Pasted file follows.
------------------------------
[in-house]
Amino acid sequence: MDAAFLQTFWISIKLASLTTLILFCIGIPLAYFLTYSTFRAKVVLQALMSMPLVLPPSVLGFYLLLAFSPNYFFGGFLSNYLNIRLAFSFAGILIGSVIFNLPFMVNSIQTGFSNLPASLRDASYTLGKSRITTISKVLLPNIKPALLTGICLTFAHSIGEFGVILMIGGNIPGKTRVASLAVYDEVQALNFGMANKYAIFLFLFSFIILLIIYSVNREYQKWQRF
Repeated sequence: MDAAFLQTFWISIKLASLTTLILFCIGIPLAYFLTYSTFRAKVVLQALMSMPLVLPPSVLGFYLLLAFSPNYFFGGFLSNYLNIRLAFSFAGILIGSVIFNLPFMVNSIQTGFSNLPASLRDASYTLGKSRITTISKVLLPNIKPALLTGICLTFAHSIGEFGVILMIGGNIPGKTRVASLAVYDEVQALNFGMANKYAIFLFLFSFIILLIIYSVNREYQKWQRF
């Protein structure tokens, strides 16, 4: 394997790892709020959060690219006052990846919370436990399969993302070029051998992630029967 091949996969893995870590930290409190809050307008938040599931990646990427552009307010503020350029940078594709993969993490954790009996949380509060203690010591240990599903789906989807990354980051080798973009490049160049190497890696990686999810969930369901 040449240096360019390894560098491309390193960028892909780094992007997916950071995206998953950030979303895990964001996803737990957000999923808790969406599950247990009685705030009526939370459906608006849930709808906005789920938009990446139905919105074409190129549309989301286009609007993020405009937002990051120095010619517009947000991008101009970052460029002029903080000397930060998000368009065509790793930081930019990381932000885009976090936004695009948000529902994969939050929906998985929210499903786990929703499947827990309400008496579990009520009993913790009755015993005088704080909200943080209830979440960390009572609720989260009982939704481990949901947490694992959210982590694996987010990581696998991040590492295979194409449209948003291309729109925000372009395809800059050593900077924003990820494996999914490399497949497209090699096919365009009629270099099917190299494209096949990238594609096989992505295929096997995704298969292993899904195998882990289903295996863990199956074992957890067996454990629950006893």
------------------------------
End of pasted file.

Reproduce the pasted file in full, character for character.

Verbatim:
[in-house]
Amino acid sequence: MDAAFLQTFWISIKLASLTTLILFCIGIPLAYFLTYSTFRAKVVLQALMSMPLVLPPSVLGFYLLLAFSPNYFFGGFLSNYLNIRLAFSFAGILIGSVIFNLPFMVNSIQTGFSNLPASLRDASYTLGKSRITTISKVLLPNIKPALLTGICLTFAHSIGEFGVILMIGGNIPGKTRVASLAVYDEVQALNFGMANKYAIFLFLFSFIILLIIYSVNREYQKWQRF
Repeated sequence: MDAAFLQTFWISIKLASLTTLILFCIGIPLAYFLTYSTFRAKVVLQALMSMPLVLPPSVLGFYLLLAFSPNYFFGGFLSNYLNIRLAFSFAGILIGSVIFNLPFMVNSIQTGFSNLPASLRDASYTLGKSRITTISKVLLPNIKPALLTGICLTFAHSIGEFGVILMIGGNIPGKTRVASLAVYDEVQALNFGMANKYAIFLFLFSFIILLIIYSVNREYQKWQRF
């Protein structure tokens, strides 16, 4: 394997790892709020959060690219006052990846919370436990399969993302070029051998992630029967 091949996969893995870590930290409190809050307008938040599931990646990427552009307010503020350029940078594709993969993490954790009996949380509060203690010591240990599903789906989807990354980051080798973009490049160049190497890696990686999810969930369901 040449240096360019390894560098491309390193960028892909780094992007997916950071995206998953950030979303895990964001996803737990957000999923808790969406599950247990009685705030009526939370459906608006849930709808906005789920938009990446139905919105074409190129549309989301286009609007993020405009937002990051120095010619517009947000991008101009970052460029002029903080000397930060998000368009065509790793930081930019990381932000885009976090936004695009948000529902994969939050929906998985929210499903786990929703499947827990309400008496579990009520009993913790009755015993005088704080909200943080209830979440960390009572609720989260009982939704481990949901947490694992959210982590694996987010990581696998991040590492295979194409449209948003291309729109925000372009395809800059050593900077924003990820494996999914490399497949497209090699096919365009009629270099099917190299494209096949990238594609096989992505295929096997995704298969292993899904195998882990289903295996863990199956074992957890067996454990629950006893």